structure of the synagogue. One collapsed during the fire, but the 
other six were saved. The firefighters knew these remaining trusses 
couldn't fall, and chose their means of rescue carefully; they poked a 
six-inch hole in the dominant, rose-shaped stained glass window on the 
street side of the synagogue, but quickly realized that position was 
not advantageous and saved the window. "They treated the sanctuary with 
such dignity and respect," the rabbi said. Several days after the fire 
the department returned to study the structure and create plans for 
rescuing comparable buildings in the future. Rubinstein has framed 
pictures of these men on his office wall. The man in charge of the 
rescue was killed, along with many of his workmates, during the 
collapse of the World Trade Center. This congregation, however, was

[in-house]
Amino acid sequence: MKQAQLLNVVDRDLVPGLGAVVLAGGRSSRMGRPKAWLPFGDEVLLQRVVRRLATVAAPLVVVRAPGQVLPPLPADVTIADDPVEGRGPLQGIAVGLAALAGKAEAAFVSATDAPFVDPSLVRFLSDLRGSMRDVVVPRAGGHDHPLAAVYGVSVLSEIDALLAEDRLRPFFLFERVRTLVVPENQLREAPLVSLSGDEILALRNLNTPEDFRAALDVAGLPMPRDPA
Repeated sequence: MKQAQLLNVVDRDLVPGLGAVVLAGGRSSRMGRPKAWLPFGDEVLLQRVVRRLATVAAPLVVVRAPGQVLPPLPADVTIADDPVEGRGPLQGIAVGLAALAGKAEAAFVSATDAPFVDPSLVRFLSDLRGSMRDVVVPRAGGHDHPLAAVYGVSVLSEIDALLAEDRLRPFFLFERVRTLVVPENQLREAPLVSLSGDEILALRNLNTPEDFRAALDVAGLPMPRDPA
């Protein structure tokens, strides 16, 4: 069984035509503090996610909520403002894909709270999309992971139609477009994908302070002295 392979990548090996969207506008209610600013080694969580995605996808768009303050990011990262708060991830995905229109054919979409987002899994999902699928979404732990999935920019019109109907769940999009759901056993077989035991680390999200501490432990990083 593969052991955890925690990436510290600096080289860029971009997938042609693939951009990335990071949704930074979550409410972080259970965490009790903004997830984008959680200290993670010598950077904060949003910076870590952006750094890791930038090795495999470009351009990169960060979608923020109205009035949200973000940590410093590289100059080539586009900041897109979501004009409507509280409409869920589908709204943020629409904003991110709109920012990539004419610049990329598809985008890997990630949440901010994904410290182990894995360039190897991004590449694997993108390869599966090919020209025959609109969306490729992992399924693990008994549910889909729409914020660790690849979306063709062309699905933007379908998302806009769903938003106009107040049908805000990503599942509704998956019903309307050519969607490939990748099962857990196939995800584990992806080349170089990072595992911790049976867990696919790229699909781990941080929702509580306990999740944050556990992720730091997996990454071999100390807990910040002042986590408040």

ahead of the city in fully appreciating the fire department and other 
civic workers, though they had a hope-filled, rather than tragic, 
occasion to commemorate. Before the September 9 consecration, Central 
Synagogue had dedicated the preserved rose window to their 

Rubinstein not only implements structural changes that make the 
sanctuary and worship services inviting and accessible, he also 
develops programs that contain a vision of a collective future. Genuine 
warmth and embrace of community have come to be hallmarks of the 
rabbi's leadership style.

In a decision that might strike other leaders as unusual, Rubinstein 
has committed himself to an often overlooked social group: teenagers. 
He loves them. Talking about them makes him laugh. He directs the 
Confirmation program, a ceremony of renewed faith occurring in 10th